Research, education and trainingResearchDespite the lack of stock assessment surveys in Eritrean waters (the last dating back to 1996), landings have been monitored through collection of catch and fishing effort statistics that provided relevant information for on-going assessment of stocks and fisheries.

Education and trainingMassawa College of Marine Science and Technology is a non-profit public higher-education institution located in the small city of Massawa (population range of 50,000-249,999 inhabitants), Northern Red Sea. Officially recognized by the Ministry of Education of Eritrea, Massawa College of Marine Science and Technology (MCMST) is a coeducational Eritrean higher education institution. The MCMST offers courses and programmes leading to officially recognized higher education degrees in several areas of study.
Foreign aid

Eritrea received USD 32.1 million for a project to boost the fisheries sector and nutrition. This project runs from 2016 to 2021. IFAD is providing a USD 15 million grant. The project is co-financed by the Government of Germany (USD 5.9 million), the Global Environment Facility (USD 7.9 million), the Food and Agriculture Organization of the United Nations (USD 0.5 million), the Government of Eritrea (USD 1.4 million) and by the beneficiaries themselves (USD 1.3 million). A total of 17 500 poor rural households in six regions of Eritrea will benefit from a financial agreement.

FAO implemented from 2017 to 2020 a project called “Capacity building for the management of small-pelagic fisheries in Eritrea project” (TCP/ERI/3606). The objectives of this project were to increase the profitability of artisanal fisheries by strengthening their cooperatives, linking them to high-value export markets, and reducing their costs of operation. The project aimed also at boosting export earnings, by creating a suitable investment climate that will attract both national and foreign investors and enhancing profitability of industrial fishing; and, strengthening resource management for sustainability to catalyse private investments, and protect the environment.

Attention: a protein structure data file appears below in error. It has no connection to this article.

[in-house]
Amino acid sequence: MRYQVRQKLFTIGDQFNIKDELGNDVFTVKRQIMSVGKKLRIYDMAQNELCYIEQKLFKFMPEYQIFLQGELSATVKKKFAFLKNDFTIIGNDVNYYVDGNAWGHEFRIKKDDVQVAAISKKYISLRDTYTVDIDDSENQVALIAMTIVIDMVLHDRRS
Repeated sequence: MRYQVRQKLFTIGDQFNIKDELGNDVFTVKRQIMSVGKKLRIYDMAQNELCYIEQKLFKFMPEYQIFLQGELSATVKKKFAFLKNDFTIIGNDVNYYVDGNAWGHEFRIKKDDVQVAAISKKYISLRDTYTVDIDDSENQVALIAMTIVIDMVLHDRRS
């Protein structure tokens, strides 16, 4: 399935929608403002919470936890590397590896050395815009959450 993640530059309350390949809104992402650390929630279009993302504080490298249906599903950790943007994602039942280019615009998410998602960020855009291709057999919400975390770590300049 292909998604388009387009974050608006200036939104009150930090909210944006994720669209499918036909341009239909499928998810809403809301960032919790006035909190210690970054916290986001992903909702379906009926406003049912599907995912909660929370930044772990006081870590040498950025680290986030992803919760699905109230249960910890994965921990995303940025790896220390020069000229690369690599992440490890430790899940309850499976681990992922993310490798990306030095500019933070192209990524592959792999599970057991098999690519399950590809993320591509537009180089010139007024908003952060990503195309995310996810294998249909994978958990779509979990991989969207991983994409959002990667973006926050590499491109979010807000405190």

Institutional framework

The MMR is responsible for the overall management and development of fisheries resources in Eritrea as laid out in the legal framework of the Fisheries Proclamation (No. 176/2014). Key institutions related to the fisheries sector include the MMR, the MCMST, the National Fisheries Corporation (NFC). Also included are the subsidiary organisations; the Zoba Administration zones; Northern Red Sea and Southern Red Sea, the Artisanal Fishers Cooperatives and Ministry of Land, Water and Environment (MLWE).

The NFC owns and is responsible for production, processing and marketing of fish through its subsidiaries which include the Beilul Fishing Company, the Eritrean Marine Products Company, the Erifish Processing Plant, the Tio Fish Collecting Plant and the Assab Processing Plant.

The MLWE is organised into the three respective departments. The Environment department is responsible for ensuring that the development activities carried out are in line with environmental rules and regulations as well as implementing the international environmental obligations the Eritrean Government has entered into. The department works closely with the MMR to ensure environmental guidelines for sustainable fish production and protection of coastal and marine resources are observed.

The Fisheries Proclamation (No. 176/2014) is the principal legislation governing the Eritrean fisheries sector. It details not only the administration of fisheries but also the principles upon which fisheries are managed and developed. This legislation includes the designation of the MMR as the management agency, the establishment of the Fisheries Advisory Agency to improve stakeholder representation and provide advice on management and development of fisheries and the requirements of biological, economic and social analyses in management decision. The protection of endangered species and sensitive marine habitats are also included in the Proclamation.


CITES Convention on International Trade in Endangered Species of Wild Fauna and Flora
EEZ Exclusive Economic Zone
GDP Gross Domestic Product
IOTC Indian Ocean Tuna Commission
IWC International Whaling Commission
MCMST Massawa College of Marine Science and Technology
MLWE Ministry of Land, Water and Environment
MMR Ministry of Marine Resources
NFC National Fisheries Corporation
USD United States of America dollars